Republicans are working pretty hard to try and convince voters that there is no GOP war on women, possibly because voters (men and women both) trust Democrats over Republicans with women’s health issues by a margin of 2-1. And it’s no wonder.
Recently, the House defeated a bill known as The Prenatal Nondiscrimination Act or PRENDA, sponsored by Rep. Trent Franks, (R-Ariz). Had it passed, the bill would have:
“…[made] it a federal offense to perform, solicit funds to perform, or coerce a woman into a sex-selection abortion. It carries penalties of up to five years in prison.”
Representative Franks introduced the bill under the phony anti-choice claim that:
“…since U.S. parents prefer boys, girls were aborted disproportionally more often…”
While there is a history of this practice in other countries such as China, in the U.S.:
“…the gender of an unborn baby is rarely a factor in the decision to have an abortion, because most abortions happen too early in pregnancy to detect the baby’s gender.”
There is no evidence that females are aborted more often than males in the United States. The birth ratio of girls has actually increased slightly since the legalization of abortion.”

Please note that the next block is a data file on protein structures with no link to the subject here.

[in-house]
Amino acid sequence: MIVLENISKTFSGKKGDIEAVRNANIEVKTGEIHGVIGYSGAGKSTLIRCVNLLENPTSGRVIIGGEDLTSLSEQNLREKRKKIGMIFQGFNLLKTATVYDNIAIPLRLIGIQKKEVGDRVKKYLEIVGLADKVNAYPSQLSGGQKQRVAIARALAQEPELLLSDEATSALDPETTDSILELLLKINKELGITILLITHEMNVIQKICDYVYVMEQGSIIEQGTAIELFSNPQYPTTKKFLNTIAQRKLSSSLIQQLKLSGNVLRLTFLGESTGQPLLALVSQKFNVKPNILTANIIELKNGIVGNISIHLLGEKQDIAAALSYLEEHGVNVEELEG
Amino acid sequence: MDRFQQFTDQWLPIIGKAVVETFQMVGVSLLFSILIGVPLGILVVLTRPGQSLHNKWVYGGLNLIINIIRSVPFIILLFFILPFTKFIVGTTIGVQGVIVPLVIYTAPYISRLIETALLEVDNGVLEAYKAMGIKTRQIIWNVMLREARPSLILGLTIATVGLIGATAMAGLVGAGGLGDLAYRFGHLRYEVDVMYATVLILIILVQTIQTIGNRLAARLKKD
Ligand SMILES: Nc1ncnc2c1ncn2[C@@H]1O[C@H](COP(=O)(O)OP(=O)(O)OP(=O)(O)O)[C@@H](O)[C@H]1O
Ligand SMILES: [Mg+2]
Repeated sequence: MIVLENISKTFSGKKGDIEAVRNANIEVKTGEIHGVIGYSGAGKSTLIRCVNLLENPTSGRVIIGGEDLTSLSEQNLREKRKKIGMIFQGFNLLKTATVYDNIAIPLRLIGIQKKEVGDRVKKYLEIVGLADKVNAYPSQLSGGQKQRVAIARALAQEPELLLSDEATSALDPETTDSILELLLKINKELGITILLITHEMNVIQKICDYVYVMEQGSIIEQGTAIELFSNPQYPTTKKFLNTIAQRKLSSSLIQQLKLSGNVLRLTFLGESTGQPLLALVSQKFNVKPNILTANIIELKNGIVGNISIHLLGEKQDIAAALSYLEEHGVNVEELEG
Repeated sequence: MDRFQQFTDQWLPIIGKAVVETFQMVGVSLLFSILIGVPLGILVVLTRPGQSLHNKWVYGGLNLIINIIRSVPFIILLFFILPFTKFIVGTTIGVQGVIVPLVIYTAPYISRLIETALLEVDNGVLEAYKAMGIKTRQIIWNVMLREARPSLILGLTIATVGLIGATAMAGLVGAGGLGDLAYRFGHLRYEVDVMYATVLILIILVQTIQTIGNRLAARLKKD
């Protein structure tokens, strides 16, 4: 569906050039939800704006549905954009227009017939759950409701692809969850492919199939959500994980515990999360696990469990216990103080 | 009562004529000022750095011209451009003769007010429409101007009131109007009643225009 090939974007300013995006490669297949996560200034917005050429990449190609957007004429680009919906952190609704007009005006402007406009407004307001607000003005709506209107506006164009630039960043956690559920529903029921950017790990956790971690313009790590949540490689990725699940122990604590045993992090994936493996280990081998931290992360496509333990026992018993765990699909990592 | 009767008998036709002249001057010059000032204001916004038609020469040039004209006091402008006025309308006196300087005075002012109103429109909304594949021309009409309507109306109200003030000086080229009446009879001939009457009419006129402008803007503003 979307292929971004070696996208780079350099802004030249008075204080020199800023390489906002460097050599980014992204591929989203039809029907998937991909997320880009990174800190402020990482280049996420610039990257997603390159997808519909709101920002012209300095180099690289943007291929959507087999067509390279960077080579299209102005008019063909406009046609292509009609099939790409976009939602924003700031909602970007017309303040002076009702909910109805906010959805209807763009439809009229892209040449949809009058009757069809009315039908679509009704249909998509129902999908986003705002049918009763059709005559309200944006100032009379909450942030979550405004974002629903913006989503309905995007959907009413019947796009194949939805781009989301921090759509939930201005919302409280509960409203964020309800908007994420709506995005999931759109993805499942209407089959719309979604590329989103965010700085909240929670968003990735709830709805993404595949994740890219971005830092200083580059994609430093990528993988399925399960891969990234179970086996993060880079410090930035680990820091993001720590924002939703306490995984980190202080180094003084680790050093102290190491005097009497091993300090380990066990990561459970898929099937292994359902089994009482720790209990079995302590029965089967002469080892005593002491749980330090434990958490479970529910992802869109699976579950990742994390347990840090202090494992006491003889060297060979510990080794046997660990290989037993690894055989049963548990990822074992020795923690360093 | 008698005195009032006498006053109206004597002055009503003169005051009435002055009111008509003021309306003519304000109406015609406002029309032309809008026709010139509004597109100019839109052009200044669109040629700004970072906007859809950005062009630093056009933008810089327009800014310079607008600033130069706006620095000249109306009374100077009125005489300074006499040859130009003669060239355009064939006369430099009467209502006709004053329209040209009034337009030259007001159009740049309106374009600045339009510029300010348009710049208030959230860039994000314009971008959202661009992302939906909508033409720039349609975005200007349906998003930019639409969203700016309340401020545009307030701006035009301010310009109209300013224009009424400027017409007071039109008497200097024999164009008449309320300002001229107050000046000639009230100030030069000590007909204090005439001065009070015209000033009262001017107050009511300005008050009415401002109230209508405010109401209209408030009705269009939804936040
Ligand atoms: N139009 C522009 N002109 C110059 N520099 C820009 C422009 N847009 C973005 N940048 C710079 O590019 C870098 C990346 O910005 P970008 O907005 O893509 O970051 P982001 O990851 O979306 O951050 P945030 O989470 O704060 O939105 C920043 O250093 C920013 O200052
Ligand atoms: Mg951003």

The bill was simply another attempt to limit women’s access to abortion, and intimidate abortion providers. The sham of this Republican bill is the fact that while using the rare possibility of a sex selective abortion to play the outrage card, it seems they’re not that righteous:
“A provision stripped out before the vote would have outlawed racially motivated abortions.”
Why wouldn’t Republicans have an issue with that?
While women’s reproductive rights are just a part of the Republican war on women, it is the part that has created an astounding number of legislative actions across the country in the last few years.
• Ban abortion at 20 weeks post fertilization (22 weeks after the woman’s last period) in Georgia;
• Prohibit the use of telemedicine in the provision of medication abortion in Oklahoma;
• Allow any health care organization to refuse to provide abortion services in Kansas;
• Limit abortion coverage in the Alabama health exchange;
• Bar specialized family planning providers or abortion providers from receiving family planning funds in Arizona;
• Allow individuals and health care organizations to refuse to provide family planning services in Kansas and expand the types of organizations that may refuse to provide contraceptive coverage in Arizona;
• Mandate abstinence-until-marriage education in Tennessee.
In total for 2012 so far, “…legislators have introduced 944 provisions related to reproductive health and rights in 45 of the 46 legislatures that have convened this year.”
To find out all the ways Republicans have waged a war on women, read The Republican War On Women: It’s About Much More Than Contraception in our ongoing series of articles.